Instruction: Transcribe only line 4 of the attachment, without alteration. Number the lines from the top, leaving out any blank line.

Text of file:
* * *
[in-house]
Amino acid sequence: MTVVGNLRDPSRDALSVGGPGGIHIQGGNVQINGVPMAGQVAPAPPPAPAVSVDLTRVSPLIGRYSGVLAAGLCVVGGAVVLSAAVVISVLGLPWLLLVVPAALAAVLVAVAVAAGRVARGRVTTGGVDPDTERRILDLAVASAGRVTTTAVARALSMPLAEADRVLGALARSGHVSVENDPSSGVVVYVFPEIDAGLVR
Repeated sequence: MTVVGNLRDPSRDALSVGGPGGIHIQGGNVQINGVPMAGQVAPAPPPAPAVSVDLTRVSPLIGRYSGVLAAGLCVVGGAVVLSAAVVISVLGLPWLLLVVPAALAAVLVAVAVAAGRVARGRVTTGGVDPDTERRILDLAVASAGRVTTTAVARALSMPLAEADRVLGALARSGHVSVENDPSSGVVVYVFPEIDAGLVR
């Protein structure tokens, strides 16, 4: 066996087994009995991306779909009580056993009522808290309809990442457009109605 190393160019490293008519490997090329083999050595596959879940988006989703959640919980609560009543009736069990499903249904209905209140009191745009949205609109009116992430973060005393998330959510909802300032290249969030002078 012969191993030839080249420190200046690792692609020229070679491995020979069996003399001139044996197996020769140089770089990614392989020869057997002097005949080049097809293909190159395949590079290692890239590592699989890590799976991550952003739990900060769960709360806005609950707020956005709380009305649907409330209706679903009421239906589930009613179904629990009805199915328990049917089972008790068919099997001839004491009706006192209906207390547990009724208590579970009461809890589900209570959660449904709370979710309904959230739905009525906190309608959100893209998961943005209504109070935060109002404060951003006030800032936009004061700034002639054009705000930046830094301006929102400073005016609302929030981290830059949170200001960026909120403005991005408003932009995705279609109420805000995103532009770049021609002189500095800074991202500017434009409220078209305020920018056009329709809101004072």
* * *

């Protein structure tokens, strides 16, 4: 066996087994009995991306779909009580056993009522808290309809990442457009109605 190393160019490293008519490997090329083999050595596959879940988006989703959640919980609560009543009736069990499903249904209905209140009191745009949205609109009116992430973060005393998330959510909802300032290249969030002078 012969191993030839080249420190200046690792692609020229070679491995020979069996003399001139044996197996020769140089770089990614392989020869057997002097005949080049097809293909190159395949590079290692890239590592699989890590799976991550952003739990900060769960709360806005609950707020956005709380009305649907409330209706679903009421239906589930009613179904629990009805199915328990049917089972008790068919099997001839004491009706006192209906207390547990009724208590579970009461809890589900209570959660449904709370979710309904959230739905009525906190309608959100893209998961943005209504109070935060109002404060951003006030800032936009004061700034002639054009705000930046830094301006929102400073005016609302929030981290830059949170200001960026909120403005991005408003932009995705279609109420805000995103532009770049021609002189500095800074991202500017434009409220078209305020920018056009329709809101004072």